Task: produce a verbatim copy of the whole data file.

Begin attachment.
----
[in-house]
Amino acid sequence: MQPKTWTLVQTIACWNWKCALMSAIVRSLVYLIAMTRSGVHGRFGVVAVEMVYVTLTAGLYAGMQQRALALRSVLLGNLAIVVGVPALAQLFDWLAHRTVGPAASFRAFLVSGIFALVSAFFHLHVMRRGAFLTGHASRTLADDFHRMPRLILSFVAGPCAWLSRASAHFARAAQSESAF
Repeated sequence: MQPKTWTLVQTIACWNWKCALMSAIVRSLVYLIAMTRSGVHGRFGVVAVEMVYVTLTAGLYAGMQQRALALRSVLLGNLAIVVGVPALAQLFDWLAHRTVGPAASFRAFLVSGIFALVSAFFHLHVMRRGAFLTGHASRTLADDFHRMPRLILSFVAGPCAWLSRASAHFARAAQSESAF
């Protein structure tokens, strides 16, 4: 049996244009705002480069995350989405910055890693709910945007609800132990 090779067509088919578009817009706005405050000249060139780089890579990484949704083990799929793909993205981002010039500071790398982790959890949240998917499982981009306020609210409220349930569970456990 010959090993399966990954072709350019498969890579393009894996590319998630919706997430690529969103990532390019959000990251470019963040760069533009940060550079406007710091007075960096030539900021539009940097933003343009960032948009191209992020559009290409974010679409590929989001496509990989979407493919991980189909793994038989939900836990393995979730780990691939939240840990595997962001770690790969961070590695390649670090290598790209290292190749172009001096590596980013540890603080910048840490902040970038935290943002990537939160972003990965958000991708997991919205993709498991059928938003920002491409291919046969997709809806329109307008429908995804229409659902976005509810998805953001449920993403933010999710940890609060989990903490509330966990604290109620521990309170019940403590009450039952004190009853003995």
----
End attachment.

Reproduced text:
[in-house]
Amino acid sequence: MQPKTWTLVQTIACWNWKCALMSAIVRSLVYLIAMTRSGVHGRFGVVAVEMVYVTLTAGLYAGMQQRALALRSVLLGNLAIVVGVPALAQLFDWLAHRTVGPAASFRAFLVSGIFALVSAFFHLHVMRRGAFLTGHASRTLADDFHRMPRLILSFVAGPCAWLSRASAHFARAAQSESAF
Repeated sequence: MQPKTWTLVQTIACWNWKCALMSAIVRSLVYLIAMTRSGVHGRFGVVAVEMVYVTLTAGLYAGMQQRALALRSVLLGNLAIVVGVPALAQLFDWLAHRTVGPAASFRAFLVSGIFALVSAFFHLHVMRRGAFLTGHASRTLADDFHRMPRLILSFVAGPCAWLSRASAHFARAAQSESAF
């Protein structure tokens, strides 16, 4: 049996244009705002480069995350989405910055890693709910945007609800132990 090779067509088919578009817009706005405050000249060139780089890579990484949704083990799929793909993205981002010039500071790398982790959890949240998917499982981009306020609210409220349930569970456990 010959090993399966990954072709350019498969890579393009894996590319998630919706997430690529969103990532390019959000990251470019963040760069533009940060550079406007710091007075960096030539900021539009940097933003343009960032948009191209992020559009290409974010679409590929989001496509990989979407493919991980189909793994038989939900836990393995979730780990691939939240840990595997962001770690790969961070590695390649670090290598790209290292190749172009001096590596980013540890603080910048840490902040970038935290943002990537939160972003990965958000991708997991919205993709498991059928938003920002491409291919046969997709809806329109307008429908995804229409659902976005509810998805953001449920993403933010999710940890609060989990903490509330966990604290109620521990309170019940403590009450039952004190009853003995």